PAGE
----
Setting up Mercurial
We are using 1.0.1 of Mercurial right now. This is in the Ubuntu 8.04 backports.
apt-get install mercurial meld
Put something like this into your ~/.hgrc file:
username= Keith Curtis <email@example.com>
Note: We only have 1.9 gigs of free disk space right now, so be careful not to waste it.
In the root of your repo is a hidden .hg directory with a complete history.
Also there is a .hgignore file. I made it filter out the pesky .svn directories. Feel free to add other types.
We have Repo!
Web interface: http://keithcu.com/cgi-bin/hg.cgi
Connect to Repo
hg clone http://keithcu.com/cgi-bin/hg.cgi NEWLOCALREPODIRNAME
To add files (This recurses, so clean out your binaries first)
hg add *
To update files
Just write to the files
hg commit (Type some description text on the top line and save and quit)
To get up to date with server
hg pull (downloads, but doesn't apply them)
May need hg merge, hg commit, etc. (Fill in info!)
hg update (applies them)
To push your committed changes up to server
I have unauthenticated push! Don't tell your hacker friends about our secret repo! ;-)
Fill in later
Why use Mercurial?
Mercurial is written in Python, is distributed has a solid community, has young code, etc. Bzr is built by Ubuntu, and does have some momentum, but I think Mercurial should and will win. Git is used by Linux but is considered complicated and has other downsides (see Git wikipedia article for a list of them.)
The biggest difference from a client/server VCS (ala svn) to a distributed one is the idea that branches are used a lot more. In svn, branches are used when you want to do some long-term development on something. But in a distributed VCS you create one for every individual bug that you are working on. This provides a nice level of isolation between disparate thing you might be working on. Because of all this branching, distributed VCSs try to make branching a cheap operation.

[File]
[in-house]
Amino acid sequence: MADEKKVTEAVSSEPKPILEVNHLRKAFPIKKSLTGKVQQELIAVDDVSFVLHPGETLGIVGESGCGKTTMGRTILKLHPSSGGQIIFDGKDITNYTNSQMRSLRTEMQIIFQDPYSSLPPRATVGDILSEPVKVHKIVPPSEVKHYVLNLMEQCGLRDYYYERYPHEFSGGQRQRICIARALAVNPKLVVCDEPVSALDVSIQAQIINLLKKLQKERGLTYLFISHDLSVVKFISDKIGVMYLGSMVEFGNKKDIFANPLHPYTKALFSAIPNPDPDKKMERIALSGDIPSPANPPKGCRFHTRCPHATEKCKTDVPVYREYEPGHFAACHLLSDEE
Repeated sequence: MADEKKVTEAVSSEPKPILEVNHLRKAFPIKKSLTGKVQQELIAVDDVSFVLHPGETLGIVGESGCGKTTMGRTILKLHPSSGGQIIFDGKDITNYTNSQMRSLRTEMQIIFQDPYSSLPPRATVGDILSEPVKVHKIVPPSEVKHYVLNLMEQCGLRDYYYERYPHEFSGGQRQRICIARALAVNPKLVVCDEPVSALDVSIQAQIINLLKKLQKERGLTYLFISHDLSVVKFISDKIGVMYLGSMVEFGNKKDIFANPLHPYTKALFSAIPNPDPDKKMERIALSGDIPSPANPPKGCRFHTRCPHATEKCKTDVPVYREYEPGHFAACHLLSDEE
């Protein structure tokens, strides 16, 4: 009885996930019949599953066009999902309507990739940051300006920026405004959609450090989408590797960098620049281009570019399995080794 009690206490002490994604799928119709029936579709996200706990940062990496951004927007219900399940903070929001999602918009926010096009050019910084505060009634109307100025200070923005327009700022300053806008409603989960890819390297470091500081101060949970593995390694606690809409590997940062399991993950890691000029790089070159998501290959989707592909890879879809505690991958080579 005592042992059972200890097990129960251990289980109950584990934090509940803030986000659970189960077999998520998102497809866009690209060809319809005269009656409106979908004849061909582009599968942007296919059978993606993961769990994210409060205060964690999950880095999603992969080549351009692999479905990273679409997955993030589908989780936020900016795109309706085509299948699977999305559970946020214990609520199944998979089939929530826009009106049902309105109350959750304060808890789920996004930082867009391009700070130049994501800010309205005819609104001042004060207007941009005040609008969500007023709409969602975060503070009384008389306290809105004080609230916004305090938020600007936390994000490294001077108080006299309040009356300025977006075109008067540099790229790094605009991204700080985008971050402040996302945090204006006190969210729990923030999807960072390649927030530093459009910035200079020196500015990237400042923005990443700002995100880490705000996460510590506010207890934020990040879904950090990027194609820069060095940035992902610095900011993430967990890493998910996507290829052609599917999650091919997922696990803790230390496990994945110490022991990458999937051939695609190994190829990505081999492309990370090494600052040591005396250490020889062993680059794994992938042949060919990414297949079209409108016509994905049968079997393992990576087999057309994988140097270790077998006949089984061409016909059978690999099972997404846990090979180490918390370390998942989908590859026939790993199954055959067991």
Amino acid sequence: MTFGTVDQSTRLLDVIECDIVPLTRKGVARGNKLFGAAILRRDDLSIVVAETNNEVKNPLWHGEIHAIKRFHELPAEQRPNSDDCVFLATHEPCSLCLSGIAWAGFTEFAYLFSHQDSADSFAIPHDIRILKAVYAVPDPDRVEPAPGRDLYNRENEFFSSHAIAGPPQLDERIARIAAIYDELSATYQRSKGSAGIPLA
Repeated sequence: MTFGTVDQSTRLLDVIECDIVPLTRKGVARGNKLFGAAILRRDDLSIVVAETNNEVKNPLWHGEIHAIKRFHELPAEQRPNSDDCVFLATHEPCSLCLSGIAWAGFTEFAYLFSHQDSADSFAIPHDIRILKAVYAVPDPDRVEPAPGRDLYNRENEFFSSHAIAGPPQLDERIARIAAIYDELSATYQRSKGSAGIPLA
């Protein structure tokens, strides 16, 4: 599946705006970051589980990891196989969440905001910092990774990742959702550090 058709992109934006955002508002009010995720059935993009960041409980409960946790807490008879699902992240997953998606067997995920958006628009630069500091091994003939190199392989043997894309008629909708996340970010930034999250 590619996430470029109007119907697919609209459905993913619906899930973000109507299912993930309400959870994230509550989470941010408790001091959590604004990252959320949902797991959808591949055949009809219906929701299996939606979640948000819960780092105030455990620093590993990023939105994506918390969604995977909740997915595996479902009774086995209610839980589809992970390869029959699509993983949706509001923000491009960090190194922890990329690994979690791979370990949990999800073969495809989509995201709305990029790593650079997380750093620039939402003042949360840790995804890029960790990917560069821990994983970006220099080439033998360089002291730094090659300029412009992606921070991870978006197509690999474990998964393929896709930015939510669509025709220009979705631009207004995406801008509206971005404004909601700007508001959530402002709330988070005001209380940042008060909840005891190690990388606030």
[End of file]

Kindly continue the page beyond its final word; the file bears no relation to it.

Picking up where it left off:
And one way to make branching cheap is to do it locally. The "distributed" part of these tools comes from the fact that they are designed to work offline. This lets you commit changes and such to your local disk without requiring Internet access to hit a central repository online (but you can commit your changes to an online repository later when you are ready to). This is really handy if you develop on a laptop; it really sucks to have to do a bunch of coding remotely and then commit one huge patch instead of committing a bunch of individual patches. You want the atomicity of commits that represent a single piece of semantic change to allow better tracking of how/why your code changed, not some blob of code that changes a bunch of things at once. Plus it allows for easier rollback if you accidentally introduced a bug. From 
2nd best cheatsheet: http://www.ivy.fr/mercurial/ref/v1.0/
Mercurial for CVS Users: http://www.selenic.com/mercurial/wiki/index.cgi/CvsConcepts
GUI tools: http://www.selenic.com/mercurial/wiki/index.cgi/GUIClients in Ubuntu, use "hg view"
Other good docs: http://www.selenic.com/mercurial/wiki/
Publishing repositories: http://www.selenic.com/mercurial/wiki/index.cgi/PublishingRepositories